José M. Carcione
José M. Carcione was born in Buenos Aires, Argentina. He received the degree “Licenciado in Ciencias Físicas” from Buenos Aires University in 1978, the degree “Dottore in Fisica” from Milan University in 1984, and the Ph.D in Geophysics from Tel-Aviv University in 1987. From 1978 to 1980 he worked at the “Comisión Nacional de Energía Atómica” at Buenos Aires. From 1981 to 1987 he was employed as a research geophysicist at “Yacimientos Petrolíferos Fiscales”, the national oil company of Argentina. Presently, he is associated with Hohai University, Nanjing, China (School of Earth Sciences and Engineering) and the National Institute of Oceanography and Applied Geophysics (OGS), Trieste, Italy. He was awarded the Alexander von Humboldt scholarship for a post-doc at Hamburg University, where he stayed from 1987 to 1989. In 2007, he received the Anstey award at the EAGE in London and the 2017 EAGE Conrad Schlumberger award in Paris. Carcione published more than 360 journal articles on acoustic and electromagnetic numerical modeling, with applications to oil exploration and environmental geophysics. He is the author of the book Wave fields in Real Media – Theory and numerical simulation of wave propagation in anisotropic, anelastic, porous and electromagnetic media (Pergamon Press, 2001; Elsevier Science, 2007, 2014) and co-author of Arqueo-geofísica: Una metodología interdisciplinaria para explorar el pasado, (Fundación de Historia Natural, 2006) and Seismic exploration of hydrocarbons in heterogeneous reservoirs: New theories, methods and applications (Elsevier Science, 2015). Carcione has been a member of the commission (GEV04) for evaluation of Italian research in the field of Earth Sciences (ANVUR) in the periods 2004-2010 and 2011-2014.
Carcione has coordinated many projects funded by the EU and private companies and has organized two geophysical antarctic campaigns with the research vessels OGS/Explora (Italy) and Puerto-Deseado (Argentina), when he was department chair of geophysics in 1996–2000.
Awards and recognitions
- 1988 Alexander von Humboldt fellow, Hamburg University, West Germany.
- 1991 Best paper award, in GEOPHYSICS (year 1990). Honourable mention (ref. 2).
- 1997 Best Poster award, 59th Ann. Internat. Mtg. Europ. Assoc. Expl. Geophys., Expanded Abstracts, P069.
- 1998 Cagniard award, 60th Ann. Internat. Mtg. Europ. Assoc. Expl. Geophys., Expanded Abstracts, P013.
- 2003 Best paper award, in GEOPHYSICS (year 2002). Honourable mention (ref. 3).
- 2007 EAGE Nigel Anstey award, 69th Ann. Internat. Mtg. Europ. Assoc. Expl. Geophys.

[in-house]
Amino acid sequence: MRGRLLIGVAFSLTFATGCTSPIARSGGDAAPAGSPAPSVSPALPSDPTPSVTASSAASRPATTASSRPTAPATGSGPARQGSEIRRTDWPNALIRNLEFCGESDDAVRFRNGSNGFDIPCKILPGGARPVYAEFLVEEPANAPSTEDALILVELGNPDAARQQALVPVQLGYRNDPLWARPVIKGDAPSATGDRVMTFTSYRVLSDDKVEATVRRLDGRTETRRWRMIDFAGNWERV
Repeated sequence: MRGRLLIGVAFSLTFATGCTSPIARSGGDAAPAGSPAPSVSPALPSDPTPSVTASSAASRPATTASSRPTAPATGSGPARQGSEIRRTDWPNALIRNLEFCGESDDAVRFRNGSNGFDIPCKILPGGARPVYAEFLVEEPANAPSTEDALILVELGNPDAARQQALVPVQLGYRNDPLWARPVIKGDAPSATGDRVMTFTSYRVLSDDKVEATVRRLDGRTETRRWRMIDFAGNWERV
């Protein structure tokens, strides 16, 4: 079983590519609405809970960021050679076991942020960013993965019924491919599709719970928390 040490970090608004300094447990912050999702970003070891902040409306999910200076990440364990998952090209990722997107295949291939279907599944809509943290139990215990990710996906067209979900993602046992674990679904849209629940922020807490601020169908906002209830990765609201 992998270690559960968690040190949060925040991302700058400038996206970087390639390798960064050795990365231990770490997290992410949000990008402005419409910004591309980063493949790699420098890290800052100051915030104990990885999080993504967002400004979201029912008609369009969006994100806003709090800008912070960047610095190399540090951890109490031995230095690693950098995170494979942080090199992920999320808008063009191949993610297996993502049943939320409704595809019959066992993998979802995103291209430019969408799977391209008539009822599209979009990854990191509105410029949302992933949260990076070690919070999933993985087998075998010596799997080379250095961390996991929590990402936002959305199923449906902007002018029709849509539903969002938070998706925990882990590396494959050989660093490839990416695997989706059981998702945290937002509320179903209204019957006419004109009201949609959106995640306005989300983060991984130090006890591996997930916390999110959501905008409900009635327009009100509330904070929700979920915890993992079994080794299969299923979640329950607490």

- 2009 SEG 2009 Honorary Lecturer tour for South and Central America.
- 2016-on EAGE Lecturer
- 2017 EAGE Conrad Schlumberger award, 79th Ann. Internat. Mtg. Europ. Assoc. Expl. Geophys.
- 2019 Best paper award in GEOPHYSICS. “Wave simulation in thermoelastic media”.
- Acoustic and electromagnetic wave propagation theory and numerical simulation
- Applied to rock physics, geophysical exploration, environmental geophysics, seismology, and non-destructive testing of materials.
- H-index (google scholar): 65 (number of citations: 15367)
- Research Gate (RG)-score: 45.32 (score higher than 97.5 % of ResearchGate members).
- Ranked 12 in the area of Earth Sciences in Italy: http://www.topitalianscientists.org/top-italian-scientists
2009 SEG Honorary Lecturer, Latin America
Physics and simulation of waves for exploration and environmental geosciences
Summaryː Use of wave modeling and inversion for the interpretation of the characteristics of rocks and geologic formations requires the understanding of the relationship between the seismic attributes and the rock properties. In particular, in the exploration of oil and gas reservoirs, it is important to predict the porosity, the presence of fluids (type and saturation), the preferential directions of fluid flow (anisotropy), the presence of abnormal pore pressures (overpressure), etc. These microstructural properties and the in-situ rock conditions can be obtained, in principle, from the seismic attributes, using realistic constitutive equations.
This lecture briefly outlines the physics and simulation of wave propagation in anisotropic, anelastic, and porous media, including the analogy between acoustic waves (in the general sense) and electromagnetic waves. Most of the numerical techniques have been recently developed; for instance, the solution of the poro-viscoelastic wave equation for reservoir seismics, and the domain-decomposition methods for wave propagation at the ocean bottom.
The applications include evaluation of methane hydrate content, upscaling techniques, detection of overpressure, propagation in permafrost, exploration of the Earth's deep crust, time-lapse sesimics for monitoring of CO2 sequestration, borehole stability, the mesoscopic loss mechanism in rocks, geo-radar applications, and low-frequency electromagnetic prospecting in the Earth. The emphasis is on geophysical applications for seismic exploration, but researchers in the fields of earthquake seismology, rock physics, and material science — including many branches of acoustics of fluids and solids (acoustics of materials, nondestructive testing, etc.) — may also find the presentation useful.
A recording of the lecture is available in English and in Spanish.
More details and publication pdfs, see http://www.lucabaradello.it/carcione.
E-mailː [email protected]